Special Needs Ministry (CHARLESTON, CUMBERLANDS, JACKSON, MOBILE & NASHVILLE): This ministry track is designed to meet the needs of children and adults with special needs. Ministry opportunities will include Bible teaching, crafts, music, sports and recreation, field trips and more. Ministry will take place at community centers, in children’s homes, at nursing homes, etc.

Beach Evangelism Ministry (CHARLESTON & WEST PALM BEACH): This track is designed to show students how to build relationships with people on the beach and will provide students the opportunity to share the love of Christ in a tangible way.  Specific ministry may include handing out refreshments, organizing beach activities or simply engaging people in meaningful conversation.

Evangelism Ministry (GREENVILLE, NEW ORLEANS & RIDGECREST) : This track is designed to give students an opportunity to share their faith with people in the community. The track will work in populated areas and will engage people in conversation through handing out refreshments, organizing activities, playing music, etc. Students may also partner with local churches to pass out flyers and prayer walk as part of church planting efforts.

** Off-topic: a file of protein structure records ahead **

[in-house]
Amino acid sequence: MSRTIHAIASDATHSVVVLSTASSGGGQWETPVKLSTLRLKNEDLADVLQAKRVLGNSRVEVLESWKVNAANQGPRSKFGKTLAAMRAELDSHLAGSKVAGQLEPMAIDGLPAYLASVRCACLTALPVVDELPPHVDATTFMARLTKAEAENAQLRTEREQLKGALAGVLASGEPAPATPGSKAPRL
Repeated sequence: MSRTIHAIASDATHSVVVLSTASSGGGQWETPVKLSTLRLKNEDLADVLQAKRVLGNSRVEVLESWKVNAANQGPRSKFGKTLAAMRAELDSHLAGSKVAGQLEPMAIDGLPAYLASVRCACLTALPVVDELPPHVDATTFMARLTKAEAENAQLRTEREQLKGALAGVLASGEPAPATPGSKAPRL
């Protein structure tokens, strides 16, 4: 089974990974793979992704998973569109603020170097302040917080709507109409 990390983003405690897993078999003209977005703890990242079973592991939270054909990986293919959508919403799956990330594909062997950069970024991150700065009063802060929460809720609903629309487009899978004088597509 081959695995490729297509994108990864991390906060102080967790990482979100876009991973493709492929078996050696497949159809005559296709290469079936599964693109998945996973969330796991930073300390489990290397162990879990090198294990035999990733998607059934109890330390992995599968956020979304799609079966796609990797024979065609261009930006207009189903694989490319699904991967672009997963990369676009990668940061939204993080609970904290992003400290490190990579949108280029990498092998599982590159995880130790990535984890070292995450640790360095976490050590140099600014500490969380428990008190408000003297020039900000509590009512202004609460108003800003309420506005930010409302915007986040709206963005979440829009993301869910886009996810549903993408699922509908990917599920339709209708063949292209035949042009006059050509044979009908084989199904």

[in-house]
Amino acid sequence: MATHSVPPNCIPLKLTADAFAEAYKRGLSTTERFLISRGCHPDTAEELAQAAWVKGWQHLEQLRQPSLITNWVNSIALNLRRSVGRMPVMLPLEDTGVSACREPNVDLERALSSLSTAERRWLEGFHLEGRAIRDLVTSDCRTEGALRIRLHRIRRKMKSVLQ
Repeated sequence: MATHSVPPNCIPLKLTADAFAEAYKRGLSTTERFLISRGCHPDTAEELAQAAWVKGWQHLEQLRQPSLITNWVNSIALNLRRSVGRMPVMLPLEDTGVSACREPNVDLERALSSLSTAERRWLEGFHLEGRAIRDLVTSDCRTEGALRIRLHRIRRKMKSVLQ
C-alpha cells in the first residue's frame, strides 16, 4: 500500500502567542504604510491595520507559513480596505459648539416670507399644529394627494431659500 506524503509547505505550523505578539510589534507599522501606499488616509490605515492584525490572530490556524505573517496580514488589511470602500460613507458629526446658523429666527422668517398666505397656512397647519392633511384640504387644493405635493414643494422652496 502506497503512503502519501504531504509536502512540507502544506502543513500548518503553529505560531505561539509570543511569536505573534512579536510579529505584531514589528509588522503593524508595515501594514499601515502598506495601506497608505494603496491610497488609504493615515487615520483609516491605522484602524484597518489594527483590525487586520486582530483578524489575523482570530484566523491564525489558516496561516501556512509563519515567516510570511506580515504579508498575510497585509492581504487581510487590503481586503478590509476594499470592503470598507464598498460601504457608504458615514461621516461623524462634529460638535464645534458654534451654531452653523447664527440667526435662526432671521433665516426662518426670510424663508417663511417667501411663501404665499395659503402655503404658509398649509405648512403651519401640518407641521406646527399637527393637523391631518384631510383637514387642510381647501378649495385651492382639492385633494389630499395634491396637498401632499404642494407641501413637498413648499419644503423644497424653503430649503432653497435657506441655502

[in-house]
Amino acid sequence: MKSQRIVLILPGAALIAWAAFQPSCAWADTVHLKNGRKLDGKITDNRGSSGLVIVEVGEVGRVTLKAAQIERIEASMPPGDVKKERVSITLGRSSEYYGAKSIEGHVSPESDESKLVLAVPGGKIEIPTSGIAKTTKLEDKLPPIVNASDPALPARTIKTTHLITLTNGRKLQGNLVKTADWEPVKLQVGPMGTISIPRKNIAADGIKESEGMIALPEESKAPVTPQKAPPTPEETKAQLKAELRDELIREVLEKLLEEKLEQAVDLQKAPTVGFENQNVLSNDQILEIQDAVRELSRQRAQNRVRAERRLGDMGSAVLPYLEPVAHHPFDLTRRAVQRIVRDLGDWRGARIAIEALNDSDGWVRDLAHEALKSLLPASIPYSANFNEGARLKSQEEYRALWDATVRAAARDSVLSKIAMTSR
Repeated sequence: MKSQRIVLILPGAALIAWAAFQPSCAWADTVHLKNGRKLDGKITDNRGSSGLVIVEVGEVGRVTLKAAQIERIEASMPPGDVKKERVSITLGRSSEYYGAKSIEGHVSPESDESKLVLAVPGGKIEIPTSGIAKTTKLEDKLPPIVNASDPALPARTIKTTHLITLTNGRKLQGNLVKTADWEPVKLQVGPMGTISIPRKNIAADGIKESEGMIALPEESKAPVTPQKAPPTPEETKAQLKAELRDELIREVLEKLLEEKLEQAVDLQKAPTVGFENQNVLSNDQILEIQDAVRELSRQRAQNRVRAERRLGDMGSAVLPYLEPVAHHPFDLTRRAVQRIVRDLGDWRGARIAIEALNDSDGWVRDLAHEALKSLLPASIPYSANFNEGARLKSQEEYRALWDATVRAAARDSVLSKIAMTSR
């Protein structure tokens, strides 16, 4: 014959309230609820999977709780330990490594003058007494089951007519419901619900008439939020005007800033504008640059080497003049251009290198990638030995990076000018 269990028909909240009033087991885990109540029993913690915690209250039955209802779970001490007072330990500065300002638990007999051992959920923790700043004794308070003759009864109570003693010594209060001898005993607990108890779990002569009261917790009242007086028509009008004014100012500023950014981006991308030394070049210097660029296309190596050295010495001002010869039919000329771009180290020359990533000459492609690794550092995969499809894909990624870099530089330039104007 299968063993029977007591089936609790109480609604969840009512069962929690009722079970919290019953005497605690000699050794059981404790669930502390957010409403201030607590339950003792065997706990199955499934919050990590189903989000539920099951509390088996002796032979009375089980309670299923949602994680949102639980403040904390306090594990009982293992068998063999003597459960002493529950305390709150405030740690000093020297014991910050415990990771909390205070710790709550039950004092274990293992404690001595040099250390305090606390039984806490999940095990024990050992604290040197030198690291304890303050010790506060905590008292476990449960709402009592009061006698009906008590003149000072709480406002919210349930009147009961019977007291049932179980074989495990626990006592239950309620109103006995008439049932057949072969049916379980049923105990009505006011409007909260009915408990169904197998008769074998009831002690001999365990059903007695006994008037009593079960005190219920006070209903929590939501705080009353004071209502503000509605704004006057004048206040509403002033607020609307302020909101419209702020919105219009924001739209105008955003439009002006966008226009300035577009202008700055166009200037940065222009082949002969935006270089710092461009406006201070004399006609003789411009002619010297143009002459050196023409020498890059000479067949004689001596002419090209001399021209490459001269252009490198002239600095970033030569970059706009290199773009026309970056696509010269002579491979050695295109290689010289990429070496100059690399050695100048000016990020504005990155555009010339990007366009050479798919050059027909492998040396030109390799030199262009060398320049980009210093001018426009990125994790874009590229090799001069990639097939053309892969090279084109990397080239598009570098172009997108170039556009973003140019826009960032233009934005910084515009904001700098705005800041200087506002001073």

International Ministry (NASHVILLE):This track is designed to minister to the large population of foreign born residents and refugees in the city of Nashville. Over 7% of Nashville’s population was born somewhere outside of the United States. Many immigrants have fled to America for safety and refuge from both political and religious persecution. Students will have an opportunity to minister to this population through home repairs, children’s ministry, etc.

Peer Ministry (GLORIETA, NASHVILLE & NEW ORLEANS): This ministry track is designed to train students to minister to their peers. This track will focus directly on students’ ministering to other students through opportunities of service and building relationships. Throughout the week students may work in a variety of ministry settings, such as foster homes, teen centers, community centers, etc. Students need to have completed 10th, 11th or 12th grade to participate.